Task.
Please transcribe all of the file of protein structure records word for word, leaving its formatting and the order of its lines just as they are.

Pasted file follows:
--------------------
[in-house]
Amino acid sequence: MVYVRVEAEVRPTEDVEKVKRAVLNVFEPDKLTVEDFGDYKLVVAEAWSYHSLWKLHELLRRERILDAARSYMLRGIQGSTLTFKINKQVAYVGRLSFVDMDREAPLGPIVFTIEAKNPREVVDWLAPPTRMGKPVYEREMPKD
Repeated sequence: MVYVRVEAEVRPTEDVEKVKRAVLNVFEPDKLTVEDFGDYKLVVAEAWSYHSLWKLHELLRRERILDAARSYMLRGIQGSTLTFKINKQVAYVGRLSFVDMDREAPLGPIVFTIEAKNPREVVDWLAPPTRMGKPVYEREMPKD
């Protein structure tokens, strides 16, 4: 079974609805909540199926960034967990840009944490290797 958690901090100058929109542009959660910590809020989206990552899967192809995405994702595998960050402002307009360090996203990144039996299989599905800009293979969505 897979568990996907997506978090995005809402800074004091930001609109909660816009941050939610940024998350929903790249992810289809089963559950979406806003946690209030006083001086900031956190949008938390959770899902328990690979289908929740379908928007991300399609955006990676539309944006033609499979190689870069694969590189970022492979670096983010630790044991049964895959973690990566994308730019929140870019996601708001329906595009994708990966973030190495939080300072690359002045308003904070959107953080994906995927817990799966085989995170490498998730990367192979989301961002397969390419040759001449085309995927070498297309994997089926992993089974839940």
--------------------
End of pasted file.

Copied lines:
[in-house]
Amino acid sequence: MVYVRVEAEVRPTEDVEKVKRAVLNVFEPDKLTVEDFGDYKLVVAEAWSYHSLWKLHELLRRERILDAARSYMLRGIQGSTLTFKINKQVAYVGRLSFVDMDREAPLGPIVFTIEAKNPREVVDWLAPPTRMGKPVYEREMPKD
Repeated sequence: MVYVRVEAEVRPTEDVEKVKRAVLNVFEPDKLTVEDFGDYKLVVAEAWSYHSLWKLHELLRRERILDAARSYMLRGIQGSTLTFKINKQVAYVGRLSFVDMDREAPLGPIVFTIEAKNPREVVDWLAPPTRMGKPVYEREMPKD
């Protein structure tokens, strides 16, 4: 079974609805909540199926960034967990840009944490290797 958690901090100058929109542009959660910590809020989206990552899967192809995405994702595998960050402002307009360090996203990144039996299989599905800009293979969505 897979568990996907997506978090995005809402800074004091930001609109909660816009941050939610940024998350929903790249992810289809089963559950979406806003946690209030006083001086900031956190949008938390959770899902328990690979289908929740379908928007991300399609955006990676539309944006033609499979190689870069694969590189970022492979670096983010630790044991049964895959973690990566994308730019929140870019996601708001329906595009994708990966973030190495939080300072690359002045308003904070959107953080994906995927817990799966085989995170490498998730990367192979989301961002397969390419040759001449085309995927070498297309994997089926992993089974839940």